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View Full Version : BP (Bobby) scales back Crosstown Cup sponsorship



Matchstckman
06-02-2010, 05:53 PM
The BP oil spill in the Gulf has leaked into the company's sponsorship of the BP Crosstown Cup, the six-game series between the Cubs and White Sox that kicks off next week.

The company is still sponsoring the series, but "we've scaled back efforts a little bit" as a result of events in the Gulf, said Kevin Saghy, a Cubs spokesman. He said BP has already started some in-store promotions for the Cup, but has cut back on other planned events, as well as media buys and media outreach. The teams are also considering a more sober presentation of the trophy, Saghy said.

The Cubs are "loyal to their business partners," he added. "We are standing by [BP] as they go through this tough time."
Still, the organizers wanted to acknowledge "what's happening off the field" and let BP focus their efforts on the Gulf spill, Saghy said.

This year is the first of a multi-year sponsorship agreement with the oil company. The series will still be called the BP Crosstown Cup and BP's logo will still be visible in signage for the event.

"The BP situation is unfortunate, but from our perspective, we still have the games to play on the field," Saghy said. "Our fans are still excited about the series...Both teams expect it to be a long-standing tradition in Chicago, and something we hope to build excitement for in years moving forward.

http://www.chicagobreakingbusiness.com/2010/06/bp-scales-back-crosstown-cup-sponsorship-efforts.html


I'm kind of surprised and disappointed they didn't refuse the sponsorship completely after what happened. Maybe it was too late.

Kirel
06-02-2010, 06:26 PM
http://www.chicagobreakingbusiness.com/2010/06/bp-scales-back-crosstown-cup-sponsorship-efforts.html


I'm kind of surprised and disappointed they didn't refuse the sponsorship completely after what happened. Maybe it was too late.
I don't think they get to refuse it. The teams aren't going to give the money back after all, and by the looks of the looks of it they have a standing contract.

semperfi
06-02-2010, 06:36 PM
I don't think they get to refuse it. The teams aren't going to give the money back after all, and by the looks of the looks of it they have a standing contract.

You would think there would be a clause within the contract for something like this. BP is falling face first in their own poo on this oil spill.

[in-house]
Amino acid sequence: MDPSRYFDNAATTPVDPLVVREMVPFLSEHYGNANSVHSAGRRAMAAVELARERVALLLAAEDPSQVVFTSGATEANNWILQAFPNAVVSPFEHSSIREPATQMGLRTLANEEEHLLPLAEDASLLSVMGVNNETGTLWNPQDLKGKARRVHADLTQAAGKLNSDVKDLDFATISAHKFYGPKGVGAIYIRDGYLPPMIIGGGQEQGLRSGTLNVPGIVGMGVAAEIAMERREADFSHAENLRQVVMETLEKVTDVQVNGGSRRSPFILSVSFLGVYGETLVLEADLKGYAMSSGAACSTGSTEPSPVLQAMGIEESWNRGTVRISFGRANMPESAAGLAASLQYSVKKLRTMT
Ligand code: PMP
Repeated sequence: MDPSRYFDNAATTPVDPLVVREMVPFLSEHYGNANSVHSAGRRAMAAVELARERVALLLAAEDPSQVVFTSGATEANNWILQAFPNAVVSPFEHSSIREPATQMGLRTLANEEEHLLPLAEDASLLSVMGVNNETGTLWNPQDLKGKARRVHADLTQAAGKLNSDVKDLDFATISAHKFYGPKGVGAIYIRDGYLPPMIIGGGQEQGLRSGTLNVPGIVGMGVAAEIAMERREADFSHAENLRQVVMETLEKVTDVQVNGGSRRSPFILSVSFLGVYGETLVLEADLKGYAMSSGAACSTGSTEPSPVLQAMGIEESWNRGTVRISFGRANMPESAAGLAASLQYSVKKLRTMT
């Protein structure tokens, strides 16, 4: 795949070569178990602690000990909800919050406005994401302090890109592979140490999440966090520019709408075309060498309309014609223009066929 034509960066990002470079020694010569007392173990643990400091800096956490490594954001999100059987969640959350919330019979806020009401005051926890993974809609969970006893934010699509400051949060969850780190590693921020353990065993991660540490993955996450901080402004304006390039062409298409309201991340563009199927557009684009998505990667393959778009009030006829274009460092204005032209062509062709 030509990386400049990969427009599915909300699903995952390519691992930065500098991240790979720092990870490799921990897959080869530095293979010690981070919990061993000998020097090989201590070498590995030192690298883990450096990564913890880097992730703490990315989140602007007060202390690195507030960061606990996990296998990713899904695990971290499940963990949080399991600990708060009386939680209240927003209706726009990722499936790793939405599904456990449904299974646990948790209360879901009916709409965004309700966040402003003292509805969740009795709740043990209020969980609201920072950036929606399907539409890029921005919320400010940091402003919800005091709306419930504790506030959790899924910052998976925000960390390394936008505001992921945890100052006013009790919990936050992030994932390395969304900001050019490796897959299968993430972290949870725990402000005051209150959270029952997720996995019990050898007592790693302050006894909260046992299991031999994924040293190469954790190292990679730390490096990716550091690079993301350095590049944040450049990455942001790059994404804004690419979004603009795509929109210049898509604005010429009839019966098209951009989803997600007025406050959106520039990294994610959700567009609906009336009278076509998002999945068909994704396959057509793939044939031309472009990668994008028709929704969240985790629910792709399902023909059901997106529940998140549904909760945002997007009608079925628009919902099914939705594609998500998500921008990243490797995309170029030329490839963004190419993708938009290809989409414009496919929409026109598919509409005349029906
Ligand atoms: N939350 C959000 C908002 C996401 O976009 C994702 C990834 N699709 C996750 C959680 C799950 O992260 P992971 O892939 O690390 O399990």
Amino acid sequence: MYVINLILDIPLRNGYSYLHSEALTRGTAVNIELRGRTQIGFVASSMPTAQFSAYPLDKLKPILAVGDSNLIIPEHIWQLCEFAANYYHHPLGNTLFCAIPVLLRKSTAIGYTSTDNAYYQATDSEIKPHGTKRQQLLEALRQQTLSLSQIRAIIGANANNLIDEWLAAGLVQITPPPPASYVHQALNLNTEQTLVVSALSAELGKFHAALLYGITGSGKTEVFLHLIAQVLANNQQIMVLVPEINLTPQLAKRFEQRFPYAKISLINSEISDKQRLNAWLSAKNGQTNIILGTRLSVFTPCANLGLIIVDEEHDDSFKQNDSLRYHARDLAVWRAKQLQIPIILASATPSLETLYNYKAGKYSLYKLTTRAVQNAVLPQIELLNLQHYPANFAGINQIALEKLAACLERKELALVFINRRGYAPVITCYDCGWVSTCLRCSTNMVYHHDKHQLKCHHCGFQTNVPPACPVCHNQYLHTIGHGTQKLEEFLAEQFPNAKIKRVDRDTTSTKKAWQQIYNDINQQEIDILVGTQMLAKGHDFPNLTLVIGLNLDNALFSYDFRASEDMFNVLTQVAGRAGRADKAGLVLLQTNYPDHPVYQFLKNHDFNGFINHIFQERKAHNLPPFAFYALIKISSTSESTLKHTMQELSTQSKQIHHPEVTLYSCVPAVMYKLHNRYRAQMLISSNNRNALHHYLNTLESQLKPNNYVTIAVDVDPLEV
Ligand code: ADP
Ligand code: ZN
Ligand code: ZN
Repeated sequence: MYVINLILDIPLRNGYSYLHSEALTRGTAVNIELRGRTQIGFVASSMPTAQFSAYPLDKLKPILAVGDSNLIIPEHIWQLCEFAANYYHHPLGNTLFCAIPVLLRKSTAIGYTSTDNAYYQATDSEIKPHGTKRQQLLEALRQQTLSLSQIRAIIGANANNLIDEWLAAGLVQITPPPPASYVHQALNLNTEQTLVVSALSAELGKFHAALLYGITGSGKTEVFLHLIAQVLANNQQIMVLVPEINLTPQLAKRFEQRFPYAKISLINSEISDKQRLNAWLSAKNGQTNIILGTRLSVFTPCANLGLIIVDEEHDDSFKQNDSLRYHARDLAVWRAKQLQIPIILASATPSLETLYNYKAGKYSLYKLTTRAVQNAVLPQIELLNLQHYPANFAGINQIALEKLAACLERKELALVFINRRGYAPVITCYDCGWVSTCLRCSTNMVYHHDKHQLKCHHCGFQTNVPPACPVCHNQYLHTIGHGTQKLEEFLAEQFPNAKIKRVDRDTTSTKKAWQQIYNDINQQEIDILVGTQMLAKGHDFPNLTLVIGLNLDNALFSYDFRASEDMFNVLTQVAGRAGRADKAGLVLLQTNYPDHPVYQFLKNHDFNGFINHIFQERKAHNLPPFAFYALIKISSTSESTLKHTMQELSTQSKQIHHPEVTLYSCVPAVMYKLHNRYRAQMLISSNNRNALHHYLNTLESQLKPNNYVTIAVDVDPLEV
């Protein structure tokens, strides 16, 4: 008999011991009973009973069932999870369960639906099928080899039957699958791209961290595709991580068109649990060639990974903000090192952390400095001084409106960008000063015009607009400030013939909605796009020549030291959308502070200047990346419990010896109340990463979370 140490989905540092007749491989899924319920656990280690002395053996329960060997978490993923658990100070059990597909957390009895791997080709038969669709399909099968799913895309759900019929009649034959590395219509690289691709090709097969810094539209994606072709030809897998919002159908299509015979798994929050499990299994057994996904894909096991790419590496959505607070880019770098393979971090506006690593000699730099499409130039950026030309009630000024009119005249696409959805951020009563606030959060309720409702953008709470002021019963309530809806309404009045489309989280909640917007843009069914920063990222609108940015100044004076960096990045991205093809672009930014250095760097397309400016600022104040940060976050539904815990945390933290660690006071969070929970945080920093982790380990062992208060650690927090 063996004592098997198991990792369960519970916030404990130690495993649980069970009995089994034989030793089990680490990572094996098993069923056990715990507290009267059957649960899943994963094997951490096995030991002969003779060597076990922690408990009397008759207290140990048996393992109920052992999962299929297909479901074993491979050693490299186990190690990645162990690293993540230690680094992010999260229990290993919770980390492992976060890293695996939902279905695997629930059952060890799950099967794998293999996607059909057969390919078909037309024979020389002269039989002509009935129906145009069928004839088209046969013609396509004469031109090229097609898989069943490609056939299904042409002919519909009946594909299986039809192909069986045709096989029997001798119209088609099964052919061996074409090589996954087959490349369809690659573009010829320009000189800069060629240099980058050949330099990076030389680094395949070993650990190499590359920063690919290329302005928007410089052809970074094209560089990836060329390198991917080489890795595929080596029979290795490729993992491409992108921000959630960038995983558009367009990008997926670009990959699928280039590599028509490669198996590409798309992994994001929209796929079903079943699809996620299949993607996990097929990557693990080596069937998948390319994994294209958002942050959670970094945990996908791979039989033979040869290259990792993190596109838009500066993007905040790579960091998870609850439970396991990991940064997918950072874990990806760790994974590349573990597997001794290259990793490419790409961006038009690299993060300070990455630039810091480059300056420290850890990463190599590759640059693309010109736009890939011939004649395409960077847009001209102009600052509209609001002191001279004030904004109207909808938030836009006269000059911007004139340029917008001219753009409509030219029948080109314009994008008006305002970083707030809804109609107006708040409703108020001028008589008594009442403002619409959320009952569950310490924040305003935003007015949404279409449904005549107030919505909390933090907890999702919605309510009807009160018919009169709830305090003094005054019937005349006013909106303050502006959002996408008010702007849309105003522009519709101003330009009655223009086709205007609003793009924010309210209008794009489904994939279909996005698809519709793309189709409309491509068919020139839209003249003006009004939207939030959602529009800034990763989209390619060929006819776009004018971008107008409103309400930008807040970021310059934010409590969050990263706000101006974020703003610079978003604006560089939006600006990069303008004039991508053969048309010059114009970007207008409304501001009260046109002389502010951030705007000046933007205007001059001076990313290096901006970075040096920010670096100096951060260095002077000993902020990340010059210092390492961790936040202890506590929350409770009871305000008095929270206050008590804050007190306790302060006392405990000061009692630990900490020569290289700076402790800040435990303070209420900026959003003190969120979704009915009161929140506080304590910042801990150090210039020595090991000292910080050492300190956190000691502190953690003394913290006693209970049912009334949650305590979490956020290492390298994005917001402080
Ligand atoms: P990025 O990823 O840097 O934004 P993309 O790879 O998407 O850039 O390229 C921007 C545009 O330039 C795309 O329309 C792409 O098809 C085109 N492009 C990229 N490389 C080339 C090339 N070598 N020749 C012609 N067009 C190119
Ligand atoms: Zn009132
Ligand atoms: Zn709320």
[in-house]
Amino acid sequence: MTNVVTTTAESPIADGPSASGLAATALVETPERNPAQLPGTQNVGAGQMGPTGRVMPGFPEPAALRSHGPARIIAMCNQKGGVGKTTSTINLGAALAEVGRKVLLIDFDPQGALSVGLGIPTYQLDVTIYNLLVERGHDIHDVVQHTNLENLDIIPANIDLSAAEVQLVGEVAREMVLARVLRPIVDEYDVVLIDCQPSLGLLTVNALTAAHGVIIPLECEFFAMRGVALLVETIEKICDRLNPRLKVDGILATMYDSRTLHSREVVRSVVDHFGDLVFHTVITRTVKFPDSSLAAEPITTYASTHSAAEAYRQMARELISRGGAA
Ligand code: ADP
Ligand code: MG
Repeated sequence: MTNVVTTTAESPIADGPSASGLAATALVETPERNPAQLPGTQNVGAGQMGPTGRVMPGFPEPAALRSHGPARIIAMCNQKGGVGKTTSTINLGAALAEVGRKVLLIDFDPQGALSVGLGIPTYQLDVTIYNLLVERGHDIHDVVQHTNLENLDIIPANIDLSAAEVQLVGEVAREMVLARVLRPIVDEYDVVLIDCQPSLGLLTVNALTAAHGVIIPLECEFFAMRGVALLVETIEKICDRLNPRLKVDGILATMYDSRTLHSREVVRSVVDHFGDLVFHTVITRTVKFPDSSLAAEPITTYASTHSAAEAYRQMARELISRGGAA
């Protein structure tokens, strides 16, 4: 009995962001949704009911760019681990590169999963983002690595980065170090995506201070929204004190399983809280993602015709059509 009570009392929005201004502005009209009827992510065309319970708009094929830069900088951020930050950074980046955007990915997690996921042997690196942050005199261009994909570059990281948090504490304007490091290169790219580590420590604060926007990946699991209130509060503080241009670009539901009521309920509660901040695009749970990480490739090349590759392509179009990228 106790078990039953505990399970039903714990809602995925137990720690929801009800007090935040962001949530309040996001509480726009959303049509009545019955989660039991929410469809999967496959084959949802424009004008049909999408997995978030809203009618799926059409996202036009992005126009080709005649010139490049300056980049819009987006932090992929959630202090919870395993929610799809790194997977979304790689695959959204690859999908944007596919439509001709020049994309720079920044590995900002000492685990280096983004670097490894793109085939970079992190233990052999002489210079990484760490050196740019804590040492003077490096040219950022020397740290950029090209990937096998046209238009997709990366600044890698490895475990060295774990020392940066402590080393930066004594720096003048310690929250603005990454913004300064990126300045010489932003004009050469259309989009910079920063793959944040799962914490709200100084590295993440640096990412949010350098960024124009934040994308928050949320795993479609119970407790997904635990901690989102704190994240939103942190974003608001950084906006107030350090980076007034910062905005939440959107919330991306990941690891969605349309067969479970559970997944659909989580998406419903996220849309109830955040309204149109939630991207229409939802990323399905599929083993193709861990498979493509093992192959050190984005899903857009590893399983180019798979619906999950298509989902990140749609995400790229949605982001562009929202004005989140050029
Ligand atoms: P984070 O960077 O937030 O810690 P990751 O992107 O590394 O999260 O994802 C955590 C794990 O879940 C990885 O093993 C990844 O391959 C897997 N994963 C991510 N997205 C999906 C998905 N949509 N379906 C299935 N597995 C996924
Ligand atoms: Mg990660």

Kirel
06-02-2010, 07:07 PM
You would think there would be a clause within the contract for something like this. BP is falling face first in their own poo on this oil spill.
I dunno, when I'm writing a contract my initial thought isn't "OK, what if we are embroiled in massive public relations disaster that might upset a half dozen cubs fans because we have Cubs cups in our gas stations", not sure why you would ever think that.

Arbitrary escape clauses aren't generally popular things in contracts. They defeat the purpose of a contract.

ggross
06-05-2010, 11:56 AM
A Sox fan is about to take over BP soon anyway - I doubt that little private contracts will stop the government from "making things right" with everybody. And God forbid if BP tries to survive or does anything to restore their image.

Yagyu+
06-05-2010, 01:50 PM
Nice article from The Nation (http://www.thenation.com/article/one-case-against-bp-wall-street-and-war) on the BP spill. It's only about a page, and worth the read -- as are the links to other articles within. Sorry if this isn't the best venue, but here's an excerpt:


Peter Sutherland, chairman of BP’s board for the past decade, had headed Goldman Sachs International and, in the 1990s, was a director of the World Trade Organization.

Last year Sutherland touted BP’s founders as the “cream of Edwardian society” who organized the Anglo-Persian oil company in 1909 with a concession from the Shah of Persia.

Kicked out of Iraq by former president Saddam Hussein in the 1960s, BP recently has been rewarded with the concession to exploit what “could be one of the largest expansions of crude-oil production ever achieved anywhere”, according to the Wall Street Journal.

[BP PLC Tuesday awarded $500 million in contracts to drill wells in Iraq's giant Rumaila oil field, the first step in a mammoth initiative by foreign oil companies to revive the country's energy industry.

If successful, the effort at Rumaila and several other fields near Basra could be one of the largest expansions of crude-oil production ever achieved anywhere. Increased Iraq production could be the difference between a well-supplied global market with oil steadily trading below today's $82 a barrel and a tight oil market with triple-digit prices, struggling to meet rising Asian demand.]

The BP-Halliburton connection was not only forged in Iraq, but in underwater catastrophes in 2009 in Australia’s sea of Timor and explosion two weeks ago of the Deepwater Horizon drilling rig off the southern US coast. Halliburton performed the concrete work that preceded both spills, and the New York Times reports a Halliburton employee has acknowledged “that he made the problem worse” during the Australian spill. As for the recent disaster, Halliburton officials claim it would be “premature and irresponsible to speculate” on the cause.